There was a very strong turnout from across the sporting, education and local authority sectors for a special briefing on the Government’s Large Scale Sporting Infrastructure Fund at the National Sports Campus yesterday.
Organised by the Federation of Irish Sport, the session gave officials from the Department of Transport, Tourism and Sport who are administering the fund the opportunity to go into detail about what would and would not be eligible under the fund and to take extensive questions from the floor.
Noel Sheehan outlined the reasons behind the establishment of the fund and its relationship to the Sports Capital Programme which has been a huge success at local and regional level.
The new fund was created in order to provide the same level of access and transparency around projects where the minimum Government investment would be €300,000 up to a maximum of €30 million on projects of up to €100 million.
Donal Hanigan then went through the specifics of the fund including details on the required ownership of the land and the ability for the government to place a charge on that land as part of the funding transaction.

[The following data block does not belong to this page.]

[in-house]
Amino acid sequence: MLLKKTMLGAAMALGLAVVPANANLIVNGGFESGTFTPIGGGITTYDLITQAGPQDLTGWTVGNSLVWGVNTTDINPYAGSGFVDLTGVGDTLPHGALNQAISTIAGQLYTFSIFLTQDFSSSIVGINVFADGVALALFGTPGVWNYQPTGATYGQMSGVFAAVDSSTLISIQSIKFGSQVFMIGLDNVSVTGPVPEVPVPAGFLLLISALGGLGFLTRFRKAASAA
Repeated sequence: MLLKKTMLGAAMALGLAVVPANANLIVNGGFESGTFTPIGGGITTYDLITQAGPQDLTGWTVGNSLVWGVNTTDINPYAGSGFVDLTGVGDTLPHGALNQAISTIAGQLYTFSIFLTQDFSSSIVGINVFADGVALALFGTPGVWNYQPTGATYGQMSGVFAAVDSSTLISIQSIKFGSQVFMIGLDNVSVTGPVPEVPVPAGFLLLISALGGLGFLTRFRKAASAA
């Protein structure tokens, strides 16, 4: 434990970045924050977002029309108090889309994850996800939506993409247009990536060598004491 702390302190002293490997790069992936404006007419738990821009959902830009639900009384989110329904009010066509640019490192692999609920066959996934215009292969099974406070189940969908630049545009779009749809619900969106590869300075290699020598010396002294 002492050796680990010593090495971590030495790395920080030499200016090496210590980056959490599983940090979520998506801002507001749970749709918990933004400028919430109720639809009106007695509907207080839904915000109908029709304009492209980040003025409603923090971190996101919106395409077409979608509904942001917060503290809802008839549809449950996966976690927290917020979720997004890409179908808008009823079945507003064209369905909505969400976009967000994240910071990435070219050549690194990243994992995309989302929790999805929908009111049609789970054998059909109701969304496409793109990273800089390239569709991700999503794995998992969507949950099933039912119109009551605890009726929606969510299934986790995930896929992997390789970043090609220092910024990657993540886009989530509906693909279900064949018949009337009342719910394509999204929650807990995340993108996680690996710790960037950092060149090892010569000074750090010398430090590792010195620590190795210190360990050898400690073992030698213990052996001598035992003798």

Multi-sport use and collaboration were once more to the fore in terms of how each of the projects would be assessed and there was a strong sense that producing new facilities that would merely replicate existing ones would not be a favoured approach.
The objectives of the fund are aligned to those of the National Sports Policy. These include increasing active and social participation in sport and the quality of that participation as well as to improve high-performance levels and to increase access to sport for those with disability.
The amount of money on offer has been pitched at a minimum of €100 million over the coming years but as projects came forward that could yet rise in line with further commitments under the Ireland 2040 Capital investment programme.
There are two streams of funding, the first towards covering from design to tender and the second towards construction.
While Universities and third level colleges are not specifically included in the round, proposals which may incorporate them in partnership with National Governing Bodies and Local authorities will be considered.
A number of other suggestions, including a ‘matchmaker’ service which could link up smaller NGB’s with others to put forward multi-use projects, were also raised and will be taken away for further consideration.
The lure of big money investment is always attractive but the applications, which remain open top April 17th, will require detail and ambition, as well as clear impact. yesterday was a good step for those who are preparing to make a bid.